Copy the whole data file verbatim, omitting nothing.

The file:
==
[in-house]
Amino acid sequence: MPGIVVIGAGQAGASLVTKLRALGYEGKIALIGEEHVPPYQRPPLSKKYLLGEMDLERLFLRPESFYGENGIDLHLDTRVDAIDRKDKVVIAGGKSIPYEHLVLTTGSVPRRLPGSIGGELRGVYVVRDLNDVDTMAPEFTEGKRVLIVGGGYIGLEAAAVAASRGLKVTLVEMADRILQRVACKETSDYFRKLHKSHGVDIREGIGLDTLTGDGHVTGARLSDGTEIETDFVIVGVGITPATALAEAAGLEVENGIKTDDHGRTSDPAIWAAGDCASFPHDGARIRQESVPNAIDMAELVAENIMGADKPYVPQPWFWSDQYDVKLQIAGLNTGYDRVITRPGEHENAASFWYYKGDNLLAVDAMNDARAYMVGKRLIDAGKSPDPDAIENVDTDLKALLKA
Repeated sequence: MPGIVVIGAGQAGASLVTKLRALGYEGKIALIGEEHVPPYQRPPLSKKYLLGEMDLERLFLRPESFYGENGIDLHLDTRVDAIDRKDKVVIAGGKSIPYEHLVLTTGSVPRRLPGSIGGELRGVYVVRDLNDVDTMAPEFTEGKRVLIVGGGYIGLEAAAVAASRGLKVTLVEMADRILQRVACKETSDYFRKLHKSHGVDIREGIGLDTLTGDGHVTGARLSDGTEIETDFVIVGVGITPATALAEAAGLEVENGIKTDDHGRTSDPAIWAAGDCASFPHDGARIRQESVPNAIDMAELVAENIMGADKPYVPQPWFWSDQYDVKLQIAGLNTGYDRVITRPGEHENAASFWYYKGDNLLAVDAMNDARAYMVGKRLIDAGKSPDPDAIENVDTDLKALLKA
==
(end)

[in-house]
Amino acid sequence: MPGIVVIGAGQAGASLVTKLRALGYEGKIALIGEEHVPPYQRPPLSKKYLLGEMDLERLFLRPESFYGENGIDLHLDTRVDAIDRKDKVVIAGGKSIPYEHLVLTTGSVPRRLPGSIGGELRGVYVVRDLNDVDTMAPEFTEGKRVLIVGGGYIGLEAAAVAASRGLKVTLVEMADRILQRVACKETSDYFRKLHKSHGVDIREGIGLDTLTGDGHVTGARLSDGTEIETDFVIVGVGITPATALAEAAGLEVENGIKTDDHGRTSDPAIWAAGDCASFPHDGARIRQESVPNAIDMAELVAENIMGADKPYVPQPWFWSDQYDVKLQIAGLNTGYDRVITRPGEHENAASFWYYKGDNLLAVDAMNDARAYMVGKRLIDAGKSPDPDAIENVDTDLKALLKA
Repeated sequence: MPGIVVIGAGQAGASLVTKLRALGYEGKIALIGEEHVPPYQRPPLSKKYLLGEMDLERLFLRPESFYGENGIDLHLDTRVDAIDRKDKVVIAGGKSIPYEHLVLTTGSVPRRLPGSIGGELRGVYVVRDLNDVDTMAPEFTEGKRVLIVGGGYIGLEAAAVAASRGLKVTLVEMADRILQRVACKETSDYFRKLHKSHGVDIREGIGLDTLTGDGHVTGARLSDGTEIETDFVIVGVGITPATALAEAAGLEVENGIKTDDHGRTSDPAIWAAGDCASFPHDGARIRQESVPNAIDMAELVAENIMGADKPYVPQPWFWSDQYDVKLQIAGLNTGYDRVITRPGEHENAASFWYYKGDNLLAVDAMNDARAYMVGKRLIDAGKSPDPDAIENVDTDLKALLKA